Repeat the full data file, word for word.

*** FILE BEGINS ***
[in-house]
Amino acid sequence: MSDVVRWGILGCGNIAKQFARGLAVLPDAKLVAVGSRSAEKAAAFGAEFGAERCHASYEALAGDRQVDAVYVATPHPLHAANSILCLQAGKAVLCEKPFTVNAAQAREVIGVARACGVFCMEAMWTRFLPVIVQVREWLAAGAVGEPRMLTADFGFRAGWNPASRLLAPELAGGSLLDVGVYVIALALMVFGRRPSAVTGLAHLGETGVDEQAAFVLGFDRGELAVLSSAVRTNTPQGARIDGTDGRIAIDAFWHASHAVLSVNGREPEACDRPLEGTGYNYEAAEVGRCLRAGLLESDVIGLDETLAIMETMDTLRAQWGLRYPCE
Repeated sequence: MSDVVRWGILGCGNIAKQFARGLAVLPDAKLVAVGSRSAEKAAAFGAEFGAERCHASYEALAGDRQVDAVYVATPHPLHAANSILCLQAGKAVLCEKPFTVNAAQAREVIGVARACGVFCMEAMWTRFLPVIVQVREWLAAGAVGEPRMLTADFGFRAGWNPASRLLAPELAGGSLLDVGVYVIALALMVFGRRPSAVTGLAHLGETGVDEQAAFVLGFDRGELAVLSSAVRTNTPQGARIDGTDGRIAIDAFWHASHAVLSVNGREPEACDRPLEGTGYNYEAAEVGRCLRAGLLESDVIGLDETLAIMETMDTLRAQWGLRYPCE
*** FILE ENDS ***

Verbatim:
[in-house]
Amino acid sequence: MSDVVRWGILGCGNIAKQFARGLAVLPDAKLVAVGSRSAEKAAAFGAEFGAERCHASYEALAGDRQVDAVYVATPHPLHAANSILCLQAGKAVLCEKPFTVNAAQAREVIGVARACGVFCMEAMWTRFLPVIVQVREWLAAGAVGEPRMLTADFGFRAGWNPASRLLAPELAGGSLLDVGVYVIALALMVFGRRPSAVTGLAHLGETGVDEQAAFVLGFDRGELAVLSSAVRTNTPQGARIDGTDGRIAIDAFWHASHAVLSVNGREPEACDRPLEGTGYNYEAAEVGRCLRAGLLESDVIGLDETLAIMETMDTLRAQWGLRYPCE
Repeated sequence: MSDVVRWGILGCGNIAKQFARGLAVLPDAKLVAVGSRSAEKAAAFGAEFGAERCHASYEALAGDRQVDAVYVATPHPLHAANSILCLQAGKAVLCEKPFTVNAAQAREVIGVARACGVFCMEAMWTRFLPVIVQVREWLAAGAVGEPRMLTADFGFRAGWNPASRLLAPELAGGSLLDVGVYVIALALMVFGRRPSAVTGLAHLGETGVDEQAAFVLGFDRGELAVLSSAVRTNTPQGARIDGTDGRIAIDAFWHASHAVLSVNGREPEACDRPLEGTGYNYEAAEVGRCLRAGLLESDVIGLDETLAIMETMDTLRAQWGLRYPCE